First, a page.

In addition to a tough skin, strong women have cultivated a capacity for compassion and empathy for others as a result of going through some really difficult times in our lives. However, it tends to be our capacity for compassion and empathy that leads to us being treated poorly and ending up hurt by the people in our lives. Here’s where we’re going wrong:
We try to empathize even though that person is hurting us.
We know what it’s like to go through a bad turn in life, so we try to see where other people are coming from, even when the result of their pain and struggle is their issues taken out on us. Most of us have gone wrong in the past by excusing the behavior for too long. At some point, the nastiness has to end. They might be hurting but it doesn’t give them the right to hurt us too.
We tell ourselves to push through it.
We think because we have thick skin, we can take other people’s crap. We try to convince ourselves that it’s only temporary or that they don’t mean what they’re doing so it’s okay. Wrong. There’s no excuse for treating people poorly, no matter how bad life gets. When we start rationalizing people’s behavior, that’s usually a sign that it’s time to get out.
We neglect our own emotional needs.
Having emotional strength doesn’t mean that we don’t also have basic emotional needs. We need to treat ourselves with love, compassion, and understanding, and when we’re so wrapped up in another person’s drama that we give all of that away to someone else and reserve none for ourselves, we set ourselves up for a serious deficit.
We hang on because we don’t want anyone to go through hard times alone.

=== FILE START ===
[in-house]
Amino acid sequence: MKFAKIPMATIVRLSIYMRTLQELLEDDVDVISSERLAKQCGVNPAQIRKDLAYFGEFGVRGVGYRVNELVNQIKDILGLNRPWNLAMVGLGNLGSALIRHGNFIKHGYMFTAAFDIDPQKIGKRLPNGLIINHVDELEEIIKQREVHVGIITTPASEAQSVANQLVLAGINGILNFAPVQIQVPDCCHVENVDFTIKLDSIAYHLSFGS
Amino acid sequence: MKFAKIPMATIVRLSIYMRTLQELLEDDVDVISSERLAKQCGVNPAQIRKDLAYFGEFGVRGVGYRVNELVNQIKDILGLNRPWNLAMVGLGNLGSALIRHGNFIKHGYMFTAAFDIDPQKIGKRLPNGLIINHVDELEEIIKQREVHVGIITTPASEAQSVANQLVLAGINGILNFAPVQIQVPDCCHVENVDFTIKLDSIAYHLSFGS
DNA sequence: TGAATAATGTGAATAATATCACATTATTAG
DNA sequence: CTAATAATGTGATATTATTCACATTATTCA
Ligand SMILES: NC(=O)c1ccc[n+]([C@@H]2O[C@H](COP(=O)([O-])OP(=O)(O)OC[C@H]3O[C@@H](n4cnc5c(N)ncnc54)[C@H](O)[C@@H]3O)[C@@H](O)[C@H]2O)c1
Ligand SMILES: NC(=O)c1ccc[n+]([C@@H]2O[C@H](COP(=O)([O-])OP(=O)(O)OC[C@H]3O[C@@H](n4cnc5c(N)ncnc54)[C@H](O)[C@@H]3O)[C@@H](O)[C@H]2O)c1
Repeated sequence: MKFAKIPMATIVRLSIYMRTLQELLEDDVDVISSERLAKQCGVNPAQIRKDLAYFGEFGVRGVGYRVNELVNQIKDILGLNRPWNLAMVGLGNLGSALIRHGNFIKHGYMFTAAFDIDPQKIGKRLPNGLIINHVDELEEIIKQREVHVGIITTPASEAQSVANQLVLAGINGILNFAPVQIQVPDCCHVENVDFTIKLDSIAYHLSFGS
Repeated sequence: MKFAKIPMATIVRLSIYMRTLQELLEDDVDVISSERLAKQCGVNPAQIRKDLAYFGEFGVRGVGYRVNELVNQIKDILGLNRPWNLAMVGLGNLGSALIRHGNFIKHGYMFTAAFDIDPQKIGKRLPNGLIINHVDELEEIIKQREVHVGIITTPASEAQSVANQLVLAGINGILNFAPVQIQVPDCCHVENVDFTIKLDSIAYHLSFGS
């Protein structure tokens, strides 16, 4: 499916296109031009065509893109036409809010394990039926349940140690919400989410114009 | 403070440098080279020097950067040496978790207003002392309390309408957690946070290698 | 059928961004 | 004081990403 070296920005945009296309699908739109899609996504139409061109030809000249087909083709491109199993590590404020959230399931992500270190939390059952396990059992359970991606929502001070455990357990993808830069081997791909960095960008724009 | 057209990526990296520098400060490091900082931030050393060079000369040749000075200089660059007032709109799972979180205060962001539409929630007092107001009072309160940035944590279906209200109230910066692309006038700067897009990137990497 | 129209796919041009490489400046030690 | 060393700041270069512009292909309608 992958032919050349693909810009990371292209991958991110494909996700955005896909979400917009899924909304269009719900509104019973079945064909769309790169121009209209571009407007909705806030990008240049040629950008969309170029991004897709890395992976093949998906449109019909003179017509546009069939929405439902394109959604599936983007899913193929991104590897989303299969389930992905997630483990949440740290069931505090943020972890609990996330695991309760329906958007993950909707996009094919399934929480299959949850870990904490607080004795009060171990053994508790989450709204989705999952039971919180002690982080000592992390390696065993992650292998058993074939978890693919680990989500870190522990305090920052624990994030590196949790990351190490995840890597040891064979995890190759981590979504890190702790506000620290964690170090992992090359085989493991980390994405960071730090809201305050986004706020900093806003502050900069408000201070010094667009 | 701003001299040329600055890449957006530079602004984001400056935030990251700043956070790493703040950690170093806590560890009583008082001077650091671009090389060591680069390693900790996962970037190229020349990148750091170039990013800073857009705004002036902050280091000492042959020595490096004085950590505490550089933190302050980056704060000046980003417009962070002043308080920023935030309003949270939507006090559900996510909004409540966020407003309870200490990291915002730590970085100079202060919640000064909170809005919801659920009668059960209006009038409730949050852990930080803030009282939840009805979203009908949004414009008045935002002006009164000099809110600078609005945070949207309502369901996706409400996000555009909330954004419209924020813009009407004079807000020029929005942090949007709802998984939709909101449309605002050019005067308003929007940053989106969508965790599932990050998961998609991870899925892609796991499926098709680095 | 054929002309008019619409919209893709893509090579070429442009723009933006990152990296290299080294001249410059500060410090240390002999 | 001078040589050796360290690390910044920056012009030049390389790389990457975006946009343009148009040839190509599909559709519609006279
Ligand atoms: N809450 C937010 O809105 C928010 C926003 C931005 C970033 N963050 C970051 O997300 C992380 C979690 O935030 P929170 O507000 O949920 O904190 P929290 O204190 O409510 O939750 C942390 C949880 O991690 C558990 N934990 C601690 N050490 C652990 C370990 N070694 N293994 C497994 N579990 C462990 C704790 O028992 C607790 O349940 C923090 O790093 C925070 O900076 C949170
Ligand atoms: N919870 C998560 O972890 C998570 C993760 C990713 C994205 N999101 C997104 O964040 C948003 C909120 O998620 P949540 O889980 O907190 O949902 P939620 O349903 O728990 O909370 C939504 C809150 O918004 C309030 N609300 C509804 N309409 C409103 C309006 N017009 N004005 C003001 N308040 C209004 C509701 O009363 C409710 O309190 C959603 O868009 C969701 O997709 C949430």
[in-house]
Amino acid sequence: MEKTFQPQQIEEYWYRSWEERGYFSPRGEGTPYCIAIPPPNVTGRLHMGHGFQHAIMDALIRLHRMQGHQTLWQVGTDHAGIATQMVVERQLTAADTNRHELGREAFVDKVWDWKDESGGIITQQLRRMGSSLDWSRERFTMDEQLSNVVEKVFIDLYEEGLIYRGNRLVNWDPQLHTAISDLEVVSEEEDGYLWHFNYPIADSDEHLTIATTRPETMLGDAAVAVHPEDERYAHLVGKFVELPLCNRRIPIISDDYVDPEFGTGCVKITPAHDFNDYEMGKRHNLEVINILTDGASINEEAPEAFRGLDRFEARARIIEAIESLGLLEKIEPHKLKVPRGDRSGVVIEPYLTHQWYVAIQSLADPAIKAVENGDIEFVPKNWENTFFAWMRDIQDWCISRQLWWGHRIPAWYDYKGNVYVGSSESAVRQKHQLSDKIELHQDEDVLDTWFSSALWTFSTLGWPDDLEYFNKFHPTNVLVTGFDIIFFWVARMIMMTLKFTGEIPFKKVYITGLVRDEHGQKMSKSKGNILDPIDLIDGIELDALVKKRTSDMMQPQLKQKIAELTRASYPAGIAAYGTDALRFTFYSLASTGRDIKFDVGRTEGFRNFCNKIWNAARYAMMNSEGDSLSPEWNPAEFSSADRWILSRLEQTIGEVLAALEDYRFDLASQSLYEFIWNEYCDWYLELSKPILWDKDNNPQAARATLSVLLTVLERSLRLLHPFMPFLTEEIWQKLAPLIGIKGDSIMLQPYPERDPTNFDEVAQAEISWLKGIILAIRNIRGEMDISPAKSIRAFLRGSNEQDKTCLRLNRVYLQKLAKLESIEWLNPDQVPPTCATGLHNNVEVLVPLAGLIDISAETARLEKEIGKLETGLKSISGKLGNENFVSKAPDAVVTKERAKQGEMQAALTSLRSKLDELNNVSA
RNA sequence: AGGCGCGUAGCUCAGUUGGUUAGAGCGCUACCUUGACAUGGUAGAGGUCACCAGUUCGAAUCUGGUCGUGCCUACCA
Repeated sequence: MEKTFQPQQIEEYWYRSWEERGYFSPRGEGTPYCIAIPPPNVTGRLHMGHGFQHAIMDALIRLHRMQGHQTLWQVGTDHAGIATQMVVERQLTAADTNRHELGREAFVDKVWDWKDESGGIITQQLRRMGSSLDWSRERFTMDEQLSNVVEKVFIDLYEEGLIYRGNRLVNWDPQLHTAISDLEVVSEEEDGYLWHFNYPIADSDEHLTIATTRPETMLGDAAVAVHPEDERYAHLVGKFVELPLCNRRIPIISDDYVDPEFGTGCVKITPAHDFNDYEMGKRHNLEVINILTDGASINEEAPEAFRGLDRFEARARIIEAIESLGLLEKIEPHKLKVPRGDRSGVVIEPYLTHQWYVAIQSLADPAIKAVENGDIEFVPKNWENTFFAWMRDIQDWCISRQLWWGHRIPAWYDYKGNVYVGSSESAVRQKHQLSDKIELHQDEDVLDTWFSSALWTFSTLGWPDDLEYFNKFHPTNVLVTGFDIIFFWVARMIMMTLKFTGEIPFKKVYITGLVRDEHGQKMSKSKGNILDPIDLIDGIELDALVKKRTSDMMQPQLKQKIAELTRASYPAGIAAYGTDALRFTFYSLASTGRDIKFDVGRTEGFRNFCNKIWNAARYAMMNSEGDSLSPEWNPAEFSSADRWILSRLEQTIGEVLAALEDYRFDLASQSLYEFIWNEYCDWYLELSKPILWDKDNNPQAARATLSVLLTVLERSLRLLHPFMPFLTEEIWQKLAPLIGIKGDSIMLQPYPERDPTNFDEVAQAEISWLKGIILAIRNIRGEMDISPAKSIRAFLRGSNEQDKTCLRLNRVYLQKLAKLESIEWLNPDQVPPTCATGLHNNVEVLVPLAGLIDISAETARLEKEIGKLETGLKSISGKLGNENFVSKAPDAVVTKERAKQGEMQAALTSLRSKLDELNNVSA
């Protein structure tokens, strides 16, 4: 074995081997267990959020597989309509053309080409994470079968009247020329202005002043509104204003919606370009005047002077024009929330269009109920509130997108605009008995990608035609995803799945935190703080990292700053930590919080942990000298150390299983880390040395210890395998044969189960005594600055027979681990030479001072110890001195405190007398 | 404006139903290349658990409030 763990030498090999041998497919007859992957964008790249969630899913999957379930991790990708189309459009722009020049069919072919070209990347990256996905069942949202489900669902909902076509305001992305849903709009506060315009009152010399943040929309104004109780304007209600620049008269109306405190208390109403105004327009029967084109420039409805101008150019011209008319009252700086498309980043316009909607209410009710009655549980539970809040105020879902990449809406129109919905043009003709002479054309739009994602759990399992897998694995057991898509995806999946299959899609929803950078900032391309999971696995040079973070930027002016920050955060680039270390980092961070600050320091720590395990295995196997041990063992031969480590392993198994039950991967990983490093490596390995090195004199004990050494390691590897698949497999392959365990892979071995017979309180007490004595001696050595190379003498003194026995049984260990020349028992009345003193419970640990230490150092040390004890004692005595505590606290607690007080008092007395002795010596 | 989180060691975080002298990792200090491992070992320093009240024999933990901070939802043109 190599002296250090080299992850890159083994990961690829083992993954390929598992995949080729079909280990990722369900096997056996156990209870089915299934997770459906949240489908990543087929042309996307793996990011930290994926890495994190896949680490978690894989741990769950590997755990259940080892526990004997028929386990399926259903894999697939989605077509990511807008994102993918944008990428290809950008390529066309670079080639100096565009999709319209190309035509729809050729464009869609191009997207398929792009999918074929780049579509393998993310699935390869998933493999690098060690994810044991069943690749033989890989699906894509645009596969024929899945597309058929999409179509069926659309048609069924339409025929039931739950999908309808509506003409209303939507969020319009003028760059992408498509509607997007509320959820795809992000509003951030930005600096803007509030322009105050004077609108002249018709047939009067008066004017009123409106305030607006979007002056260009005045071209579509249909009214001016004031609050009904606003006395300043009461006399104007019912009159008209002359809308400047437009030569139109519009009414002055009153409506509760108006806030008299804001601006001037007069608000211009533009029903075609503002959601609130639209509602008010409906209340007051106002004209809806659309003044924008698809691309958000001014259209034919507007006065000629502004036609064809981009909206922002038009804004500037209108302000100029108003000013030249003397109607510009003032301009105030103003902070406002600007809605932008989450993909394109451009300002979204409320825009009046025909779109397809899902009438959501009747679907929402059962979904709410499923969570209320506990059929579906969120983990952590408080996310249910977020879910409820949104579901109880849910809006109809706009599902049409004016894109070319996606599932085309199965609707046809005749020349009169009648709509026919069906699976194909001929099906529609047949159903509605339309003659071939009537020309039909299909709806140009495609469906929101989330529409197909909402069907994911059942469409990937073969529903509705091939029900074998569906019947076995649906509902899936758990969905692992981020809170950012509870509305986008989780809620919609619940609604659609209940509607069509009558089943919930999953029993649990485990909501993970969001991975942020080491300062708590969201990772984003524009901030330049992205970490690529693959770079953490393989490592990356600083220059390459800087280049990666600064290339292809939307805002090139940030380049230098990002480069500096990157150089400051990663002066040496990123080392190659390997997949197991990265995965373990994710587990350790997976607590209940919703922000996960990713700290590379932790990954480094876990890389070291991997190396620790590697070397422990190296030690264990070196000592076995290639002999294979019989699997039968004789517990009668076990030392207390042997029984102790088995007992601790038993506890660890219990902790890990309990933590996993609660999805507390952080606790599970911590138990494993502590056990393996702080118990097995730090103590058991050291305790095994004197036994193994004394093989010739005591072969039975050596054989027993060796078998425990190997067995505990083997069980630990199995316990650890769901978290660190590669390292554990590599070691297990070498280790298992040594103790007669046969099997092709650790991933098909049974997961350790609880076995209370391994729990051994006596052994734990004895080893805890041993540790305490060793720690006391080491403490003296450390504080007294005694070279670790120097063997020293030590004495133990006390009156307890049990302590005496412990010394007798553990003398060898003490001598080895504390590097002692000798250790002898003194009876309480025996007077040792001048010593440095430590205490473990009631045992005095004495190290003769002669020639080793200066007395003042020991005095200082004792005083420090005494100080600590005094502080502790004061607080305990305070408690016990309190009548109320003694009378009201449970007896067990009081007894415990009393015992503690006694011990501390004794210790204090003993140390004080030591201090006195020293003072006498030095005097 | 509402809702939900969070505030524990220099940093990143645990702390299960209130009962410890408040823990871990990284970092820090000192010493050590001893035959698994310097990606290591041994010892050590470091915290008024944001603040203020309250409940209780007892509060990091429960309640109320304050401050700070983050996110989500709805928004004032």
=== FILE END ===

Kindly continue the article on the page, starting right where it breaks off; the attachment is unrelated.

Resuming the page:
Since it’s likely happened to us on more than one occasion, we tend to ensure we never abandon someone when they’re in the thick of hard times. The problem is, we tend to still stick around even when we’re no longer wanted or needed. As a result, we get burned because we get taken advantage of by people who only know how to take and never actually give a little in return.
Sometimes we blur the line between empathizing and bearing the burden.
There’s a fine line between being truly empathetic and then bearing someone else’s burdens. For example, it’s one thing to lend a frequent and patient ear, but it’s another to make decisions for someone else. Learning to step back and let people decide how to take care of their lives in tough situations keeps us from getting burned by people because they can’t blame us for a particular result. However, it’s a lot easier said than done.
We try to run damage control before they even ask for help.
We’re doers and fixers. When we see something broken, we have an urge to put it back together again. In some ways, this is a good thing. We’re not afraid to take on a challenge and find ways to make something work. In other ways, being a fixer often leads to unrealistic expectations and puts us on the hook for someone else’s life—meaning we’re to blame when something doesn’t work out.
Our relationships lose all semblance of balance.
While balance isn’t always possible, relationships should never be completely uneven, especially not for long periods of time. Even though experiencing hard times with a significant other or best friend is inevitable, it doesn’t have to fall disproportionately on one person to keep the relationship going. Both people should feed the relationship and bear responsibility for it.
It’s hard not to feel accountable for other people’s pain.
We’re not responsible for another person’s pain unless we’re the source of it. Learning this helps us separate ourselves from toxic people and relationships but it’s not always easy. We can show kindness and empathy to someone without being held accountable for whatever horrible thing that has happened to them. We don’t have to harbor guilt for living my life while someone else is hurting as long as we didn’t actually cause it.
We feel like less of a lover or friend if we take a step back from someone else’s issues.
Pretty much all emotionally strong women have felt this and it sucks. We’re so used to being the strong ones, the ones who can handle anything, that when we do decide we can’t or don’t want to deal with someone, we feel like terrible friends/partners. Of course, this isn’t true. Other people’s drama is just that sometimes: other people’s. Sometimes stepping away is smart, not selfish.
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